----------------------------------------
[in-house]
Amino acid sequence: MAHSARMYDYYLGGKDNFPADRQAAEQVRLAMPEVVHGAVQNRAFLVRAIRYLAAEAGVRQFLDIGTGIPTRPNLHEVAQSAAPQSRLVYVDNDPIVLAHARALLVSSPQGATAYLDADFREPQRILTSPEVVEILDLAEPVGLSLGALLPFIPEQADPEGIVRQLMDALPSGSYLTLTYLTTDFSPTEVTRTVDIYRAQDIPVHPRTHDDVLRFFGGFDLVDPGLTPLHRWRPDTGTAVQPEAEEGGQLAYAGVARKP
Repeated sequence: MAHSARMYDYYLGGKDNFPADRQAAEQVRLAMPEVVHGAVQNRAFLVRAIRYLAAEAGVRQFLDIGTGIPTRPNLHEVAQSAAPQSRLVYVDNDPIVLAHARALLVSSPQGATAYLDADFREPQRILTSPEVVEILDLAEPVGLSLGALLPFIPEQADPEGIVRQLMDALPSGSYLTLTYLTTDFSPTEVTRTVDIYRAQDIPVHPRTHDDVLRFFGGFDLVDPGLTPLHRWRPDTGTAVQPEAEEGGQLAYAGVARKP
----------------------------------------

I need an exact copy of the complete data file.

[in-house]
Amino acid sequence: MAHSARMYDYYLGGKDNFPADRQAAEQVRLAMPEVVHGAVQNRAFLVRAIRYLAAEAGVRQFLDIGTGIPTRPNLHEVAQSAAPQSRLVYVDNDPIVLAHARALLVSSPQGATAYLDADFREPQRILTSPEVVEILDLAEPVGLSLGALLPFIPEQADPEGIVRQLMDALPSGSYLTLTYLTTDFSPTEVTRTVDIYRAQDIPVHPRTHDDVLRFFGGFDLVDPGLTPLHRWRPDTGTAVQPEAEEGGQLAYAGVARKP
Repeated sequence: MAHSARMYDYYLGGKDNFPADRQAAEQVRLAMPEVVHGAVQNRAFLVRAIRYLAAEAGVRQFLDIGTGIPTRPNLHEVAQSAAPQSRLVYVDNDPIVLAHARALLVSSPQGATAYLDADFREPQRILTSPEVVEILDLAEPVGLSLGALLPFIPEQADPEGIVRQLMDALPSGSYLTLTYLTTDFSPTEVTRTVDIYRAQDIPVHPRTHDDVLRFFGGFDLVDPGLTPLHRWRPDTGTAVQPEAEEGGQLAYAGVARKP